• Let the Past Burn: Dodge asks to have some of his belongings torched after his death, along with his corpse.
  • Naïve Newcomer: Shelly may say that she's "been around," but she's certainly not been around a family like this before.
  • Not Quite Dead: Vince, if he's the baby that was drowned...
  • Offing the Offspring: Dodge drowns and buries Tilden and Halie's baby.
  • Only Sane Man: Shelly, being the only one who isn't related. Vince seems to be this until he returns in act three, drunk, aggressive, delusional, and undoubtedly a member of the family. The preacher is also arguably this, since while he's definitely a hypocrite, he's not crazy.
  • Parental Incest: Vincent is likely Tilden and Halie's son.
  • The Patriarch: Dodge is a subversion and a deconstruction. Nobody even pretends that Dodge is still in control of the family and he ends up mercilessly bullied.
  • Tragic Monster: Bradley arguably becomes one during the third act when his emotional immaturity and physical limitations are brought to the forefront when Shelly takes his prosthetic leg and Halie berates him. There's no doubt where he got his unbalanced tendencies from.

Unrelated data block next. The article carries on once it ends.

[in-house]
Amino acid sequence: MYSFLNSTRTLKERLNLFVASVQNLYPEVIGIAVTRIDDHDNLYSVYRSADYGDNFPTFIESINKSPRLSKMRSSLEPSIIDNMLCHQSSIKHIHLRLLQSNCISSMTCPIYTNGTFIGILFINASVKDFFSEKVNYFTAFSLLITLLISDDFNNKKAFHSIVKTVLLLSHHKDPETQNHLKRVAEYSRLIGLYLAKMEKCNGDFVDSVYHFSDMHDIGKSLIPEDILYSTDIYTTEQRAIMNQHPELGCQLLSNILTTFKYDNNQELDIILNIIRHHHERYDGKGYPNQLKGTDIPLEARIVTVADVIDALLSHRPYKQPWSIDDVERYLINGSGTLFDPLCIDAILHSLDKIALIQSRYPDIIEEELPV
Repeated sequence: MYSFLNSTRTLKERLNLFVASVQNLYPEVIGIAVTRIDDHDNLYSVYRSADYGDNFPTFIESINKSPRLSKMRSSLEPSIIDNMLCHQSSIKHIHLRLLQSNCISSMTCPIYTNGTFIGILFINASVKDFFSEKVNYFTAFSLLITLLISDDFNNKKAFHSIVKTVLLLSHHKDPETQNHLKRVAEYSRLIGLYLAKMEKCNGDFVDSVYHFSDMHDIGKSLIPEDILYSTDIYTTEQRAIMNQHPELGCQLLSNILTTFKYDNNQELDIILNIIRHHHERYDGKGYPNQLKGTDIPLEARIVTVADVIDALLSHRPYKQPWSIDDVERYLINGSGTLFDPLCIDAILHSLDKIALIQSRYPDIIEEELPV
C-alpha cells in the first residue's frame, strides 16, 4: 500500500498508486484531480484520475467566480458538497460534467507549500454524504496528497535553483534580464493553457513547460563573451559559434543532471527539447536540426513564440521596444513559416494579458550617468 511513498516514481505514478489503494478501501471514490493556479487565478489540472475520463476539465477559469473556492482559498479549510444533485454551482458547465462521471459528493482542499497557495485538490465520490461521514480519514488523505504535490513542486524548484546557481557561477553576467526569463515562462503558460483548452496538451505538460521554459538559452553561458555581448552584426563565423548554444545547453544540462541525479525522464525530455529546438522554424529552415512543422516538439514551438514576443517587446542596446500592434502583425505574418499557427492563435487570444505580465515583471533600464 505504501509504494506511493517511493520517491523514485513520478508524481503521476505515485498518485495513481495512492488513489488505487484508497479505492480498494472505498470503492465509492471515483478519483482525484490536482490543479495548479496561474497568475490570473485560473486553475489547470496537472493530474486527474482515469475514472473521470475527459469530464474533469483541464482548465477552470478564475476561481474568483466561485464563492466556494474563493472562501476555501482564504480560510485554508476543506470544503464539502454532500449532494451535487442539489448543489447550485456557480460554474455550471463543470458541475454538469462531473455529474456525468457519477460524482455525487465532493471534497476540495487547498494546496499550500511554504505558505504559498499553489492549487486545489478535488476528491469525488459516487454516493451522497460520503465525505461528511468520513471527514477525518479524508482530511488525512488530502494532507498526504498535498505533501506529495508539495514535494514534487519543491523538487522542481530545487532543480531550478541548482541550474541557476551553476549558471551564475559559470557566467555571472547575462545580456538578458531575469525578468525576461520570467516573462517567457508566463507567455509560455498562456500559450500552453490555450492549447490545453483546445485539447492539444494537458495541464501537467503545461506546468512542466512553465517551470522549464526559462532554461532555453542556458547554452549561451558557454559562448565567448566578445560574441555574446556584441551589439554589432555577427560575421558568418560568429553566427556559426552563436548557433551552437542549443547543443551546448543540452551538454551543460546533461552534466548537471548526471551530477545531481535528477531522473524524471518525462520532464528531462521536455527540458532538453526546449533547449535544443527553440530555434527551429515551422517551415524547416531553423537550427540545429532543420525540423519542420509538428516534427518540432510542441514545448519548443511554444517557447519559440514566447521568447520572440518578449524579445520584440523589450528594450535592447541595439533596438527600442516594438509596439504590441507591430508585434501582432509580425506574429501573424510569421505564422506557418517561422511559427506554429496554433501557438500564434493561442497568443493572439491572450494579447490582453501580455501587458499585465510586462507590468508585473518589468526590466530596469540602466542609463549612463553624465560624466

• Postmodernism: Straddles the line between this and Absurdism.
  • Really Gets Around: Confirmed with Halie as she is currently sleeping with Father Dewis, and previously slept with Tilden, both during her marriage to Dodge. In the first act, she converses with Dodge about a past lover of hers, a Thoroughbred breeder.
  • Sinister Minister: Father Dewis is a mild example, but he's easily as sinful as the rest of the cast as he commits adultery with Halie and does nothing about the abuse he sees occurring within the house.
  • Woobie, Destroyer of Worlds: Vince isn't recognized by his grandfather or his father. He can't handle things emotionally and leaves the house early on in act two. When he returns in act three, he is drunk, delusional, and sets out destroying the family's house by cutting through a screen. It's only the family's recognition of him that stops his rage.